Ornamental plants on sale to the public are a significant source of pesticide residues with implications for the health of pollinating insects

This study, performed in the United Kingdom, screened leaves, pollen and nectar of ornamental plants for eight insecticides and 16 fungicides used in nursery production. The researchers found that the ornamental plants, bought at retail outlets, were commonly contaminated with multiple pesticides. The analysis of leaves found at least one pesticide in 27 of the 29 plant species tested. Species contained as many as 10 pesticides. Neonicotinoids were found in 70% of the plants; the organophosphate chlorpyrifos was found in 10%; pyrethroid insecticides were found in 7%; and fungicides were detected in 38%. Pollen was taken from 18 plant species, and a total of 13 pesticides were detected. Systemic pesticides were found with greater frequency than contact and penetrant pesticides in pollen. There was a significant correlation between concentration of systemic pesticides in leaves and pollen. Chlorpyrifos (a contact poison) and three localized penetrant fungicides were also found in pollen. Still, there was not a significant correlation between either contact or local penetrant chemicals concentrations in leaves and pollen. Nectar samples were challenging to collect and only small quantities available. Nectar was taken from 11 plant species. Concentrations were below the method detection limit except for neonicotinoids which still had low detection levels.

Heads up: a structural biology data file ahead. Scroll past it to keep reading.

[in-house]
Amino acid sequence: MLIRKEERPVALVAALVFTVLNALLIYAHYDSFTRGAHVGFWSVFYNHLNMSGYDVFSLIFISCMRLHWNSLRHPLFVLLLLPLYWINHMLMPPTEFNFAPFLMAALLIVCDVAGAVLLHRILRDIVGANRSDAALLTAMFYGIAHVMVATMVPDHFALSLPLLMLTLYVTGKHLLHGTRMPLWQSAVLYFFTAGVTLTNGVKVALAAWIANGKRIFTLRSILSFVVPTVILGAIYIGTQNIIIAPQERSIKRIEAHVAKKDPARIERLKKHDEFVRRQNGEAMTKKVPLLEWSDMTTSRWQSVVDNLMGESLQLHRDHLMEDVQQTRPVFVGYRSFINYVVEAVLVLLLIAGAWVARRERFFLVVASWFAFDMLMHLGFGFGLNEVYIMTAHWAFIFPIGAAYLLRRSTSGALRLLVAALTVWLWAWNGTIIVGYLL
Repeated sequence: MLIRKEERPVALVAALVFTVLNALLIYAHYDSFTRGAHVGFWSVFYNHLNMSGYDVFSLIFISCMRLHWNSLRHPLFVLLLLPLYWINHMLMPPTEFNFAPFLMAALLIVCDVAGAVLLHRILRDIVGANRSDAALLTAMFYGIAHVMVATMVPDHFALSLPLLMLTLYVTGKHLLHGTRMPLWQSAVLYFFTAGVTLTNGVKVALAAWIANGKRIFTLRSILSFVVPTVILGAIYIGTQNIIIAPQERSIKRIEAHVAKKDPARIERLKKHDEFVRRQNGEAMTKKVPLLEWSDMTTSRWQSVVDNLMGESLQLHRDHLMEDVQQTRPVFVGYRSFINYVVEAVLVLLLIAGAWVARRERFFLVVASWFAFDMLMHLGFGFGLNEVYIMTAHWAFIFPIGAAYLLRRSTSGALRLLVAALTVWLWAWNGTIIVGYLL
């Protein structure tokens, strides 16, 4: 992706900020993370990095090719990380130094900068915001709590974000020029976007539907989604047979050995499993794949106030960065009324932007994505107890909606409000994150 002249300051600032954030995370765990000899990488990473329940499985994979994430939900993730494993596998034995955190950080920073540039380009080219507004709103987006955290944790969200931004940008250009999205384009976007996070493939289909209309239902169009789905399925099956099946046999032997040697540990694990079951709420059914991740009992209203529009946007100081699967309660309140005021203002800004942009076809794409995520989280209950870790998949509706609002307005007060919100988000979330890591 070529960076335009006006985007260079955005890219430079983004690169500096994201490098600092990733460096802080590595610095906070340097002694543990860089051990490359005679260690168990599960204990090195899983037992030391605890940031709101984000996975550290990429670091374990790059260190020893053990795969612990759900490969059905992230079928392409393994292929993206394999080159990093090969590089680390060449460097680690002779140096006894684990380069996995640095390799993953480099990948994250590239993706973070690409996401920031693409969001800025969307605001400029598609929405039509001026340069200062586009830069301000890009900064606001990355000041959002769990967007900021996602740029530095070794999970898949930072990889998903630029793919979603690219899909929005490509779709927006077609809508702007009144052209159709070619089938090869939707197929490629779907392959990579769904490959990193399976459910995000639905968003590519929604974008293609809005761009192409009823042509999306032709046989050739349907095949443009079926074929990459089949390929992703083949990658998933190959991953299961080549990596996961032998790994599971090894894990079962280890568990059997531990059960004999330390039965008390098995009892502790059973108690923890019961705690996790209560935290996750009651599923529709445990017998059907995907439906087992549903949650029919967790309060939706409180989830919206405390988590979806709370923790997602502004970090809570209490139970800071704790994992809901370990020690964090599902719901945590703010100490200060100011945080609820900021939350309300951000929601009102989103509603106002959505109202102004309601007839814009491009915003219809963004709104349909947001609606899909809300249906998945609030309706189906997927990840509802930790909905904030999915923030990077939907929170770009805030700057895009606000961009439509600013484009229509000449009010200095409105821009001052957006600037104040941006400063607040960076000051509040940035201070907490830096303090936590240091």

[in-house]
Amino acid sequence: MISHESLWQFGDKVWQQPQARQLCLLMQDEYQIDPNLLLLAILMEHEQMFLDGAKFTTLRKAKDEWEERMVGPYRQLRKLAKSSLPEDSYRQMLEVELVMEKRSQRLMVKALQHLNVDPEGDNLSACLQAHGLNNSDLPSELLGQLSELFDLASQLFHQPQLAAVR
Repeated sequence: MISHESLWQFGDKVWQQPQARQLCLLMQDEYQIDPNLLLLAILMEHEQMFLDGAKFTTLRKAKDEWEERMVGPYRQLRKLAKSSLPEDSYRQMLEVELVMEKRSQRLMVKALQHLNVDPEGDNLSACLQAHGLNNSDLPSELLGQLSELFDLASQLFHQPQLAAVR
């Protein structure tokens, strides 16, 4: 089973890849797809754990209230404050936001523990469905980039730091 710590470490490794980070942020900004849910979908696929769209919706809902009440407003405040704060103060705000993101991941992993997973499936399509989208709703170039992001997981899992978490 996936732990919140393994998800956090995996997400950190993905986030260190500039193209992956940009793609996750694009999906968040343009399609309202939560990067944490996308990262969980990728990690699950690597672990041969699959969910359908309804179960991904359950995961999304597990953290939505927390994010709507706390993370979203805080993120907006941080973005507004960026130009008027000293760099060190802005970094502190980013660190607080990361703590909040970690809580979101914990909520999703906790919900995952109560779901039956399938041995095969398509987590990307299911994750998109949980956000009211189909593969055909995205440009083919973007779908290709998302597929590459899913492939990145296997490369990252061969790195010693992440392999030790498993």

The author’s findings suggest that honey bees are unlikely to receive lethal doses by foraging on these ornamental plants in the short term. However, the levels detected do overlap with levels known to cause measurable harm to bees. Furthermore, since pesticides were frequently detected jointly, bees are likely exposed to a cocktail of chemicals, which could act additively or synergistically. The researchers theorized that large plant sales in spring could see pulse exposures at a critical time in bumble bee colony formation. Researchers were unable to evaluate whether the net effect of planting pesticide contaminated “pollinator friendly” flowers is positive or negative. Researchers suggested that if people want to avoid contaminated flowers they should grow plants from seed, buy from organic nurseries or swap plants with other people.

Authors: 
Lentola, A., A. David, A. Abdul-Sada, A. Tapparo, D. Goulson, and E. M. Hill
Journal: 
Environmental Pollution
Year published: 
2017